OPEC's decision against cutting oil production, despite a global glut in supplies, triggered a five-dollar collapse in crude prices and prompted a fall in early trading on Asian markets Friday.
The cartel pumping out one-third of the world's oil opted to stick by its output target, even after prices have plunged by 35 percent in value since June.
The 12-nation cartel "decided to maintain the production level of 30 million barrels per day" where it has stood for three years, the Organization of Petroleum Exporting Countries said in a communique.
OPEC Secretary-General Abdullah El-Badri said the cartel would sit tight before the next output meeting scheduled for June in Vienna, where it is headquartered.
"We have to wait and see how the market will settle," he told the meeting's closing press conference.
"As I said many times... we don't want to panic."
Going into the latest meeting, OPEC faced pressure from its poorer members, notably Venezuela, to cut output as collapsing prices slashed their precious revenues.
However, its powerful Gulf members rejected calls to turn down the taps unless they are guaranteed market share in the highly competitive arena, particularly in the United States, where a flood of cheaper oil from shale rock has contributed to the global oversupply.
Venezuelan President Nicolas Maduro said Thursday he would keep pushing OPEC to cut oil output to boost sliding crude prices
"We have not succeeded yet, but... we will continue to try until prices return to where they should be, at around $100 per barrel," Maduro said in a televised address.
- Price crash -
Early trading in Asia on Friday saw markets mostly fall following OPEC's decision.
Sydney's ASX/S&P 200 took a huge hit as investors fled to the sidelines, although regional airlines benefited from the prospect of cheap fuel.
The index tumbled 1.34 percent, Seoul lost 0.16 percent and Hong Kong shed 0.24 percent, while Shanghai was flat. However, Tokyo climbed 0.94 percent thanks to a weakening yen.
OPEC's decision had already sent world oil prices tumbling to fresh four-year lows.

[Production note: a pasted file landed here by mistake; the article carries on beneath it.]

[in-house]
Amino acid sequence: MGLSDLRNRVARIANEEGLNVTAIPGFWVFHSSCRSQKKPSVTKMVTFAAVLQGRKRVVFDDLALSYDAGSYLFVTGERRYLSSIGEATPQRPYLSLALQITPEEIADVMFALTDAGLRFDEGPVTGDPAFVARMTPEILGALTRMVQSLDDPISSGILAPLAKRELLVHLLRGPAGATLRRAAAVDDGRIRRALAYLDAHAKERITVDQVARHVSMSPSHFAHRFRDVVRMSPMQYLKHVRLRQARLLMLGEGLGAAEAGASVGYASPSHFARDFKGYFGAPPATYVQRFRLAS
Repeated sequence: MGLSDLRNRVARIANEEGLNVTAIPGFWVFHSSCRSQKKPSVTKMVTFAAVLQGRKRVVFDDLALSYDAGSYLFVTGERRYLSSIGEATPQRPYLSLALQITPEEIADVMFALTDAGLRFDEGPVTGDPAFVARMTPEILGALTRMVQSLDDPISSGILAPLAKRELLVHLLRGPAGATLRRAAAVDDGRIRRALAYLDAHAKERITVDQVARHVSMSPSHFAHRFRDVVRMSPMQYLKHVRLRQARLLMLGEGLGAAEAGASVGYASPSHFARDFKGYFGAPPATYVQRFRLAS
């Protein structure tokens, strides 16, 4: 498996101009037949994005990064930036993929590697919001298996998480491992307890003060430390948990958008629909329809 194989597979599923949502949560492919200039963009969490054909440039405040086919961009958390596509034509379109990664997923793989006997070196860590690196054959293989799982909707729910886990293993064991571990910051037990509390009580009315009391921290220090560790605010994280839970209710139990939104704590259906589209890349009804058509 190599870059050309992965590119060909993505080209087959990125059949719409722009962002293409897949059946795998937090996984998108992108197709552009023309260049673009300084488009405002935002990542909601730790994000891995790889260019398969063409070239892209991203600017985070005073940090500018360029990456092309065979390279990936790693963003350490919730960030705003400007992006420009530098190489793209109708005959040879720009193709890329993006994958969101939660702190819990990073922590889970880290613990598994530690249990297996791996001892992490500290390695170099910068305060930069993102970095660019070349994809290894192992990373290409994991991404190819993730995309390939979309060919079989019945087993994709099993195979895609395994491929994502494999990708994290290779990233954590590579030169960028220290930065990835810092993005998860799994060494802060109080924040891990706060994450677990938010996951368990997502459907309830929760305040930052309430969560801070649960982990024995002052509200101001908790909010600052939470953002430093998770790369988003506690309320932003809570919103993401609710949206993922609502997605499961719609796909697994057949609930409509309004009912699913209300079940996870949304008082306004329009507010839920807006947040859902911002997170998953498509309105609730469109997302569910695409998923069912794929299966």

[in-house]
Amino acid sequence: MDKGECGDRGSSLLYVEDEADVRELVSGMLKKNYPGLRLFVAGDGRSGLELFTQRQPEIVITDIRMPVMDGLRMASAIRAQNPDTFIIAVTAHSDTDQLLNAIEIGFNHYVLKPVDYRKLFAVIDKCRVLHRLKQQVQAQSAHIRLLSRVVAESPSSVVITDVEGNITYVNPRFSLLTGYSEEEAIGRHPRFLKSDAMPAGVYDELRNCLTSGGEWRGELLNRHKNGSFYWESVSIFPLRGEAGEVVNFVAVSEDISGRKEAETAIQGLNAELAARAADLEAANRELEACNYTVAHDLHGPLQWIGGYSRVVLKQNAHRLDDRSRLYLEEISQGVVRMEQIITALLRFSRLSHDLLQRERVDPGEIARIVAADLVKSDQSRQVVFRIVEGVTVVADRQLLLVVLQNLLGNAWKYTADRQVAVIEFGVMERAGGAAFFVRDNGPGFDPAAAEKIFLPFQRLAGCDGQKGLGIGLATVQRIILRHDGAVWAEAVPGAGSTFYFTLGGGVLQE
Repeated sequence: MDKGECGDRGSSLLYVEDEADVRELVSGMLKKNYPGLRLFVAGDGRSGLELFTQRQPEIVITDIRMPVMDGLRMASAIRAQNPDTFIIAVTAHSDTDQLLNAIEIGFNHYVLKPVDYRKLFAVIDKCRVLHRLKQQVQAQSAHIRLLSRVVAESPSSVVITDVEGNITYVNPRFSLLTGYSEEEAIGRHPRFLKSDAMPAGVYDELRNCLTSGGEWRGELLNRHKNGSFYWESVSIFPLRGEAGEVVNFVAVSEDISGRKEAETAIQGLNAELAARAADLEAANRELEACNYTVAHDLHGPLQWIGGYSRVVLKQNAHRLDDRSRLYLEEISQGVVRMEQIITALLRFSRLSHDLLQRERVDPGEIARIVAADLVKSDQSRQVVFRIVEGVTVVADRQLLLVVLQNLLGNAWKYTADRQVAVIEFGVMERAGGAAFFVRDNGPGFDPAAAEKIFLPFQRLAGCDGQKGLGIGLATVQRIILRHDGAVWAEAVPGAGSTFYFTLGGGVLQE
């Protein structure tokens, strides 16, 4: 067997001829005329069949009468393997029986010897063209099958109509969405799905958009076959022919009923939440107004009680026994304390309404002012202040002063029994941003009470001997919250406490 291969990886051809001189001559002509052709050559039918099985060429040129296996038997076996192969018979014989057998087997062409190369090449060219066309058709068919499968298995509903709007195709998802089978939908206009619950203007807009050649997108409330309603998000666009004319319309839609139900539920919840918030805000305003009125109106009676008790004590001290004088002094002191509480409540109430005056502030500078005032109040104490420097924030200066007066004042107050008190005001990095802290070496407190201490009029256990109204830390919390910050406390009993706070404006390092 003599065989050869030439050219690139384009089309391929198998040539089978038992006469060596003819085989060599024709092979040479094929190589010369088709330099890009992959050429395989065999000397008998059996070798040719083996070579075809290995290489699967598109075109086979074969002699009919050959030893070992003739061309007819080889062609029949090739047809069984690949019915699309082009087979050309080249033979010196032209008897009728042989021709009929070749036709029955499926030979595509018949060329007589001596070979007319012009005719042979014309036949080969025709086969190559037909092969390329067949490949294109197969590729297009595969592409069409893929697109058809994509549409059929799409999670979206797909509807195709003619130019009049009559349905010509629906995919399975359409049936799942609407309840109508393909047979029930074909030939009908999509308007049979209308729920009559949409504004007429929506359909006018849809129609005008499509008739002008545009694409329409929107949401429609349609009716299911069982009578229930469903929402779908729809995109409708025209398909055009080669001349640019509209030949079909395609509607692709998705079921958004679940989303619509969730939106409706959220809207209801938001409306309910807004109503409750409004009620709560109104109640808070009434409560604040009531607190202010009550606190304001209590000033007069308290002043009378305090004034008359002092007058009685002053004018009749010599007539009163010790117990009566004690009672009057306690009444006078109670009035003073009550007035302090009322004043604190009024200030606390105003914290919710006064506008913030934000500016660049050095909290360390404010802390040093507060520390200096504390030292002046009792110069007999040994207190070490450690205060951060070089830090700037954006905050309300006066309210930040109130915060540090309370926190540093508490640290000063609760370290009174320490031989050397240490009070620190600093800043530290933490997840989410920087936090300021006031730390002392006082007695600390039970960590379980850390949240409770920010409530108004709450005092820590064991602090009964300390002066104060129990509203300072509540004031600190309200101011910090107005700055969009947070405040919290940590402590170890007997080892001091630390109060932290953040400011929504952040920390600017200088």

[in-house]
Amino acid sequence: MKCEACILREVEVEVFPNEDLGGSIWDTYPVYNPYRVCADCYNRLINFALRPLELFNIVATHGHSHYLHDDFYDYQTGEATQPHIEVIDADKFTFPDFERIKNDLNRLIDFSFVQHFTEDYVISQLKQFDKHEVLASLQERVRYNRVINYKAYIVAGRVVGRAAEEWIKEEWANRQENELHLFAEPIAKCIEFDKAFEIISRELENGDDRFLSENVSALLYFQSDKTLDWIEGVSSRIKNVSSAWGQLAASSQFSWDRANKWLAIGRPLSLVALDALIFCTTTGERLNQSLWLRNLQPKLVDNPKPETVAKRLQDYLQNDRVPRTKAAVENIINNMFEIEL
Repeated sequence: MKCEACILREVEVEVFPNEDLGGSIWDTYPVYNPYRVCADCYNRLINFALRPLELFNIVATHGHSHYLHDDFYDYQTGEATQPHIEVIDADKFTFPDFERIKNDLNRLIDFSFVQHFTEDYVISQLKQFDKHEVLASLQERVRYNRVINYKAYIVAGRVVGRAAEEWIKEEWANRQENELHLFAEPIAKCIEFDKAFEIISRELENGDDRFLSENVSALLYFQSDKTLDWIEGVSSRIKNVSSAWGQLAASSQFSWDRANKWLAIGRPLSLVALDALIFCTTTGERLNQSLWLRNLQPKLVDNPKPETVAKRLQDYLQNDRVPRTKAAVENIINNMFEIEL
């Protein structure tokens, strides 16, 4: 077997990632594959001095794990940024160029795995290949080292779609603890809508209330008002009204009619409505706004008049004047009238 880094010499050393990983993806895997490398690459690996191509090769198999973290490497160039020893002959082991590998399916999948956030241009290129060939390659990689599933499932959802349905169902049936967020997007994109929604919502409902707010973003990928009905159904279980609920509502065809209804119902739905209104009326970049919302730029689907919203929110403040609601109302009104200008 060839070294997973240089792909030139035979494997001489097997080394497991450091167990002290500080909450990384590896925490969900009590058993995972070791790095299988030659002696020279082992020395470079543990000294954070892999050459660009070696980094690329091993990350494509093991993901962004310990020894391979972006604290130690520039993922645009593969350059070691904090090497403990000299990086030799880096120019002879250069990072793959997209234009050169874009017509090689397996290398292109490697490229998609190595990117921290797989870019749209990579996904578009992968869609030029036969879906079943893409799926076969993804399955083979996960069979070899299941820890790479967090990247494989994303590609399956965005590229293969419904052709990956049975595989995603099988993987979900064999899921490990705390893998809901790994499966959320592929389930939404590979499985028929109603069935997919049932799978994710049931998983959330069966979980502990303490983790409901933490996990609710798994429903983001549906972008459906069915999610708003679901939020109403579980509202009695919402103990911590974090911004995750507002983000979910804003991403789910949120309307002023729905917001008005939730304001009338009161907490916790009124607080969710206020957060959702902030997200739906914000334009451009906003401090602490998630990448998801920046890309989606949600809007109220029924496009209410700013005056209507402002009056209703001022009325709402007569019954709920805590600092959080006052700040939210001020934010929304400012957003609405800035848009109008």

US benchmark West Texas Intermediate for January delivery was at $68.76 a barrel in mid-morning trade on Friday, down 29 cents from its settle price in electronic trading in New York on Thursday.
Brent crude for January dropped 27 cents to $72.31.
OPEC "may have come to the conclusion that a period of lower oil prices could potentially work in the group's favour over the longer term, given the boost it should provide to the global economy and hence to demand", said Tom Pugh, commodities analyst at Capital Economics research group.
"Nonetheless, it seems likely that there was substantial disagreement between those members of OPEC, such as Iran and Venezuela, who had been calling for output cuts, and the Gulf members who are in stronger financial positions."
Crude prices are being depressed also by a strong dollar and worries about stalling energy demand in a weak global economy.
The International Energy Agency (IEA) recently warned that the "price rout" was not over, and that crude futures would slide well into 2015.
Plunging oil prices have fanned concerns about the growing threat of deflation in the world economy, and particularly in the eurozone.
While falling consumer prices may sound good for consumers, deflation can trigger a vicious spiral where businesses and households delay purchases, throttling demand and causing companies to lay off workers.
Elsewhere on Thursday, the ruble slumped to historic lows against the dollar and euro -- with energy-rich Russia generating about half its federal budget revenues from oil and natural gas exports.
- OPEC pumps above target -
OPEC pumped 30.6 million oil barrels per day last month, above its 30 million bpd target according to the IEA, which advises countries on energy policy.
Ahead of the meeting, OPEC kingpin and world's top oil producer Saudi Arabia cut charges for US customers in a move seen as a bid to maintain its market share amid increasing competition there from shale energy.
OPEC has meanwhile insisted that it is not solely up to the cartel to tackle the oversupply that is sending crude prices crashing.
Officials from Saudi Arabia met with their counterparts from Venezuela and non-OPEC oil producers Russia and Mexico in Vienna on Tuesday.
Following the surprise gathering, Russian oil giant Rosneft said it had trimmed its daily output by a paltry 25,000 barrels because of "market conditions".
On Thursday, the cartel appointed Nigeria to its rotating presidency for 2015, meaning the country's oil minister Diezani Alison-Madueke becomes OPEC's first female president.